The Texas Instruments booth was a splash of bright red speckles with bits of flashing light, as the company showed off its development platform aimed at the Arduino crowd.
Texas instruments had a plethora of interesting devices on display at its Maker Faire booth, including all kinds of devices designed to plug into each other to allow for quick prototyping.
You can probably spot LED strip controllers, motor controllers, LCD screens that my have also been touch sensitive, and Launchpads. Adrian Fernandez, manager of the Microcontroller Customer Experience team at Texas Instruments, took a few moments to tell me about why the Launchpad is so great, and, frankly, I'm sold. At only $12.99 with native HID and mass storage support, this might be perfect for a typical project of mine.
The specs on the Launchpad aren't anything to be ignored either:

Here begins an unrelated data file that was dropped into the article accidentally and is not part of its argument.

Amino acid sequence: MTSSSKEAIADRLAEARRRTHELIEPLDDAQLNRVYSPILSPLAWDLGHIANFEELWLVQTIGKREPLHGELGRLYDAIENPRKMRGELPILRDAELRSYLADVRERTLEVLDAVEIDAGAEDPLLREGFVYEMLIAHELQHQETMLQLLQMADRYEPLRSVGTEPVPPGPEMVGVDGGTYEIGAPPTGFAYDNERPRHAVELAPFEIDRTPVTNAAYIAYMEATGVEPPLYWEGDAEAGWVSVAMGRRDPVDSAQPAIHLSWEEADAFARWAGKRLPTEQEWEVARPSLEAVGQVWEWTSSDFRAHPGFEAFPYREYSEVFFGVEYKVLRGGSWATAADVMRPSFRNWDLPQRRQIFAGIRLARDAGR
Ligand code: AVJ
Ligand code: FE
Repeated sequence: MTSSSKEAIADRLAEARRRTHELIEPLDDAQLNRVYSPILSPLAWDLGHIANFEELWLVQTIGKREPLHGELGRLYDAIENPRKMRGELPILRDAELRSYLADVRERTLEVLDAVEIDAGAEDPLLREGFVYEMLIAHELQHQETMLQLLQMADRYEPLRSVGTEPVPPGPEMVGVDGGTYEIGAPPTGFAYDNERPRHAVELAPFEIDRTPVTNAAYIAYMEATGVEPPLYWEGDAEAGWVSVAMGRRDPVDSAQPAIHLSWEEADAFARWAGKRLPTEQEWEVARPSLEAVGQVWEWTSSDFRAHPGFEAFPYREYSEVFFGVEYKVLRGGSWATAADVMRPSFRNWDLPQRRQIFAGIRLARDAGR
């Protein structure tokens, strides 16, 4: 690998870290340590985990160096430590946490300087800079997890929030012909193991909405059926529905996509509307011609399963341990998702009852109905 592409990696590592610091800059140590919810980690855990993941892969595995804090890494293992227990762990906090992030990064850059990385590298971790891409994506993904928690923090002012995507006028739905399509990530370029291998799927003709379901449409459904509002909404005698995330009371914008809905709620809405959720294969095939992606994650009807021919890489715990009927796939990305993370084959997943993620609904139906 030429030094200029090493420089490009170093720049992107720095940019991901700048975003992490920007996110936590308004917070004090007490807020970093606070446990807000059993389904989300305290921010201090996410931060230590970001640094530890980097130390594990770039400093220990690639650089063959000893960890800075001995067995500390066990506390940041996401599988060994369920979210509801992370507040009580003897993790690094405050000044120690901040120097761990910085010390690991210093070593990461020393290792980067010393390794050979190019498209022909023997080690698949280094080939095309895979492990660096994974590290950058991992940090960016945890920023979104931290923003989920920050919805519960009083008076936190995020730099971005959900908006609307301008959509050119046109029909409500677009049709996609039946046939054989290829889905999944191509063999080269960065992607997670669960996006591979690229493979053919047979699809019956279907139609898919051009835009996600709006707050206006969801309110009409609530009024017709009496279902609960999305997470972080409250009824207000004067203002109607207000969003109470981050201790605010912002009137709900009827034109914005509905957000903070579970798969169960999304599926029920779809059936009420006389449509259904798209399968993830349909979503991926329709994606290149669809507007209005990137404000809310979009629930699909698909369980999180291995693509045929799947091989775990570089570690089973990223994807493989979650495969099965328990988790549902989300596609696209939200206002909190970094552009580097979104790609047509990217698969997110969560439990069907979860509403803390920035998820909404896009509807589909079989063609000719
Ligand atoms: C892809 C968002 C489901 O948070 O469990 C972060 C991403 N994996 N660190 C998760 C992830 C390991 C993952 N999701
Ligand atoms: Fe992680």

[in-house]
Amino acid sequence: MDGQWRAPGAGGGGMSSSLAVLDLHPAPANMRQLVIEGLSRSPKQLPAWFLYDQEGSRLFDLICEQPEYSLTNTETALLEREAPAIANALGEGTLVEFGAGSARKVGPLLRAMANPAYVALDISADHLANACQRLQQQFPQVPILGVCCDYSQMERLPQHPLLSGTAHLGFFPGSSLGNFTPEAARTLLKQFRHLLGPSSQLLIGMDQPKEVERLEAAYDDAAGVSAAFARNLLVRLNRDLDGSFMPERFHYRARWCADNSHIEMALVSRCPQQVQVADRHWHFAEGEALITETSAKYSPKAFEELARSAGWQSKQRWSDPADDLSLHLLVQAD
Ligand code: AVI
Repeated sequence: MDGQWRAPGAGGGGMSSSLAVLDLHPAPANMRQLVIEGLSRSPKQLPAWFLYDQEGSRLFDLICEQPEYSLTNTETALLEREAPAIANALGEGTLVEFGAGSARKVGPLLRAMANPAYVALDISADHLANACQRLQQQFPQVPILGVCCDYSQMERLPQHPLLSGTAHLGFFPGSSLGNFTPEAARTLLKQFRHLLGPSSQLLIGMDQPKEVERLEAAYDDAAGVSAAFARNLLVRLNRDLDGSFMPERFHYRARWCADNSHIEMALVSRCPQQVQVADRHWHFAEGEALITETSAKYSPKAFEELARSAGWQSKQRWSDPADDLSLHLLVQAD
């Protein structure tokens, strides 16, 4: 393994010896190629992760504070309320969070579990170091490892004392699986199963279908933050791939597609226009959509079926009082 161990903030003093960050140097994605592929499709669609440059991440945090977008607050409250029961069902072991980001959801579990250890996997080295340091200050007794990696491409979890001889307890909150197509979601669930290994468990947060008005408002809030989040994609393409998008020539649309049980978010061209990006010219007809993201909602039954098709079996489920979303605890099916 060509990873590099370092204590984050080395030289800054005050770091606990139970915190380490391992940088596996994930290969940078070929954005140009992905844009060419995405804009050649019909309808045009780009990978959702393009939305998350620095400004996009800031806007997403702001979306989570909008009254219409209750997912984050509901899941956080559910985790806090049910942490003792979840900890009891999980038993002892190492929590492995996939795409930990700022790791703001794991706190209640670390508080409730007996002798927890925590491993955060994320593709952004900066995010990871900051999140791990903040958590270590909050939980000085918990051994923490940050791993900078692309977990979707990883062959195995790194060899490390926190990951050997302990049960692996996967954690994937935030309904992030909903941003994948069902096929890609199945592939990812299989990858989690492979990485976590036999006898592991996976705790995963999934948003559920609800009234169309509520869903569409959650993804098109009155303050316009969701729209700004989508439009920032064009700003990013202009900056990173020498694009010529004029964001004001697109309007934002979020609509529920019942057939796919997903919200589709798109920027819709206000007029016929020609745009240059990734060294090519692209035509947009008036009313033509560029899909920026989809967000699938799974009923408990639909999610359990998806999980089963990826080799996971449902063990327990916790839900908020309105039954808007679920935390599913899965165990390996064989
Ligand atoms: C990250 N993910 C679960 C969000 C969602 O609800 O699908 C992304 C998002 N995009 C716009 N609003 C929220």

- MSP 430
- 128k flash
- 10k RAM
- 25 Mhz
- Integrated USB
Of course, that is just the smallest and cheapest in the Launchpad line. They go upwards from there in terms of power, space, and expandability.
When asked why TI cares so much about the maker movement, Adrian had the following to say:
Its pretty obvious, I think, when you come to events like Maker Faire. We're at a time where makers are becoming manufacturers, and TI wants to help facilitate that migration path as seamlessly as possible. We can do that with low-cost hardware, and we can do that with open-source hardware.